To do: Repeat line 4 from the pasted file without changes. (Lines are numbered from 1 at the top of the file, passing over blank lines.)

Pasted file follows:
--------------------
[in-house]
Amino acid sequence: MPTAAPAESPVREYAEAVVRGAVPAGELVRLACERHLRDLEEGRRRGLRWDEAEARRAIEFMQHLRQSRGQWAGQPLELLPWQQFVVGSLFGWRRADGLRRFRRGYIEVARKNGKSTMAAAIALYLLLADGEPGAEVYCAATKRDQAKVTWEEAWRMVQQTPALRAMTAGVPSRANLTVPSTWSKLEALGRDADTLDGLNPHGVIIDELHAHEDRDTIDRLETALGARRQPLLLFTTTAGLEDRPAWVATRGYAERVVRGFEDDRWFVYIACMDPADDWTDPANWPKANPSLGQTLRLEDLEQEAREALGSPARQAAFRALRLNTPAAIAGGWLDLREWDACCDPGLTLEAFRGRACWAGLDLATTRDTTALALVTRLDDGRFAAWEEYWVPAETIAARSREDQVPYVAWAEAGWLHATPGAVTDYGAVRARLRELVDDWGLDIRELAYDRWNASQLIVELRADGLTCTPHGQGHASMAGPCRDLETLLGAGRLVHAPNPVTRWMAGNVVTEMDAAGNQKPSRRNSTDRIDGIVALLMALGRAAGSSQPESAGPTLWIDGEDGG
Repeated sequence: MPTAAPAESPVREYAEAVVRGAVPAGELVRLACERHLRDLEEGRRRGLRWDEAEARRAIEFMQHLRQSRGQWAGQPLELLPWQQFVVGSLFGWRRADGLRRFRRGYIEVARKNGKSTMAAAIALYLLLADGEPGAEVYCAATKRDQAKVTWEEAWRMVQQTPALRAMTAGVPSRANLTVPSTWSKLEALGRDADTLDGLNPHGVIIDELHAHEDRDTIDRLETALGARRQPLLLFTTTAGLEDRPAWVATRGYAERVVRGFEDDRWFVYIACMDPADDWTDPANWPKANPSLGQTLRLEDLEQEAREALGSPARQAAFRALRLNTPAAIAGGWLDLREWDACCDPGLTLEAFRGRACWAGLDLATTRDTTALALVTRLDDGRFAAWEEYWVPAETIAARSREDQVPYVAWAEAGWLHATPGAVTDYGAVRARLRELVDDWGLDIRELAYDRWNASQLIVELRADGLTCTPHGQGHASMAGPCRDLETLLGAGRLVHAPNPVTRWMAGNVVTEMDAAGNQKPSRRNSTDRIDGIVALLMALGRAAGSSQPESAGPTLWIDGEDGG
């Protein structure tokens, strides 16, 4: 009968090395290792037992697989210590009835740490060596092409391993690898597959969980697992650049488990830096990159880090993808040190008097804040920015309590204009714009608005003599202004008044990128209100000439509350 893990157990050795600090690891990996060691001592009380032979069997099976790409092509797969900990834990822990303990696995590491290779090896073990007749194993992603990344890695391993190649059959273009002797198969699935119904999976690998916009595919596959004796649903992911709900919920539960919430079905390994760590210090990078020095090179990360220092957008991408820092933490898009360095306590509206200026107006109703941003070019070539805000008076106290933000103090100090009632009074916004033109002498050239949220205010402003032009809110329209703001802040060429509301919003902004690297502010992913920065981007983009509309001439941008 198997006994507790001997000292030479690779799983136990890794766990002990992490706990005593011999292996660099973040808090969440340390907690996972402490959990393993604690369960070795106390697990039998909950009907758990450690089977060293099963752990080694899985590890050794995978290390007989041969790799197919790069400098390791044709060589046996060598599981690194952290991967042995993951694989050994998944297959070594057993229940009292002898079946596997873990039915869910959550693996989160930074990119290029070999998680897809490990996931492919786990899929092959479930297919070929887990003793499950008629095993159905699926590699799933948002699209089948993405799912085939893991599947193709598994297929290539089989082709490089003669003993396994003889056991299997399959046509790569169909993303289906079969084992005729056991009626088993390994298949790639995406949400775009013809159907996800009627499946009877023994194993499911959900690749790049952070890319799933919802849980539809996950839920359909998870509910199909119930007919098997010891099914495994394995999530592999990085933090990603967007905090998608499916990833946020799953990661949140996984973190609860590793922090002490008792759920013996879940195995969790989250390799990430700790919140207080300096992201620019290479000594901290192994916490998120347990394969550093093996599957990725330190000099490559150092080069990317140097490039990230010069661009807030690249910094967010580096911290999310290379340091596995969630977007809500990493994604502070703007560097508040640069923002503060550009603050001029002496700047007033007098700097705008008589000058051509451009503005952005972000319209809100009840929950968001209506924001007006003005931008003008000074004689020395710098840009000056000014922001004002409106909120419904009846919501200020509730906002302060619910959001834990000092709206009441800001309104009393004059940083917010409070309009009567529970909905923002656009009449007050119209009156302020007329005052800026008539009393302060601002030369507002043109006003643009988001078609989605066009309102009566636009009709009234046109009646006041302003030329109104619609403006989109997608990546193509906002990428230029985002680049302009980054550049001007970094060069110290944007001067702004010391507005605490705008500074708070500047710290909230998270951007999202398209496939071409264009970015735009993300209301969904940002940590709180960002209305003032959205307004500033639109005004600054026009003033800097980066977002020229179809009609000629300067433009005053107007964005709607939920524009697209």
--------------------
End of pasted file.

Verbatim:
């Protein structure tokens, strides 16, 4: 009968090395290792037992697989210590009835740490060596092409391993690898597959969980697992650049488990830096990159880090993808040190008097804040920015309590204009714009608005003599202004008044990128209100000439509350 893990157990050795600090690891990996060691001592009380032979069997099976790409092509797969900990834990822990303990696995590491290779090896073990007749194993992603990344890695391993190649059959273009002797198969699935119904999976690998916009595919596959004796649903992911709900919920539960919430079905390994760590210090990078020095090179990360220092957008991408820092933490898009360095306590509206200026107006109703941003070019070539805000008076106290933000103090100090009632009074916004033109002498050239949220205010402003032009809110329209703001802040060429509301919003902004690297502010992913920065981007983009509309001439941008 198997006994507790001997000292030479690779799983136990890794766990002990992490706990005593011999292996660099973040808090969440340390907690996972402490959990393993604690369960070795106390697990039998909950009907758990450690089977060293099963752990080694899985590890050794995978290390007989041969790799197919790069400098390791044709060589046996060598599981690194952290991967042995993951694989050994998944297959070594057993229940009292002898079946596997873990039915869910959550693996989160930074990119290029070999998680897809490990996931492919786990899929092959479930297919070929887990003793499950008629095993159905699926590699799933948002699209089948993405799912085939893991599947193709598994297929290539089989082709490089003669003993396994003889056991299997399959046509790569169909993303289906079969084992005729056991009626088993390994298949790639995406949400775009013809159907996800009627499946009877023994194993499911959900690749790049952070890319799933919802849980539809996950839920359909998870509910199909119930007919098997010891099914495994394995999530592999990085933090990603967007905090998608499916990833946020799953990661949140996984973190609860590793922090002490008792759920013996879940195995969790989250390799990430700790919140207080300096992201620019290479000594901290192994916490998120347990394969550093093996599957990725330190000099490559150092080069990317140097490039990230010069661009807030690249910094967010580096911290999310290379340091596995969630977007809500990493994604502070703007560097508040640069923002503060550009603050001029002496700047007033007098700097705008008589000058051509451009503005952005972000319209809100009840929950968001209506924001007006003005931008003008000074004689020395710098840009000056000014922001004002409106909120419904009846919501200020509730906002302060619910959001834990000092709206009441800001309104009393004059940083917010409070309009009567529970909905923002656009009449007050119209009156302020007329005052800026008539009393302060601002030369507002043109006003643009988001078609989605066009309102009566636009009709009234046109009646006041302003030329109104619609403006989109997608990546193509906002990428230029985002680049302009980054550049001007970094060069110290944007001067702004010391507005605490705008500074708070500047710290909230998270951007999202398209496939071409264009970015735009993300209301969904940002940590709180960002209305003032959205307004500033639109005004600054026009003033800097980066977002020229179809009609000629300067433009005053107007964005709607939920524009697209």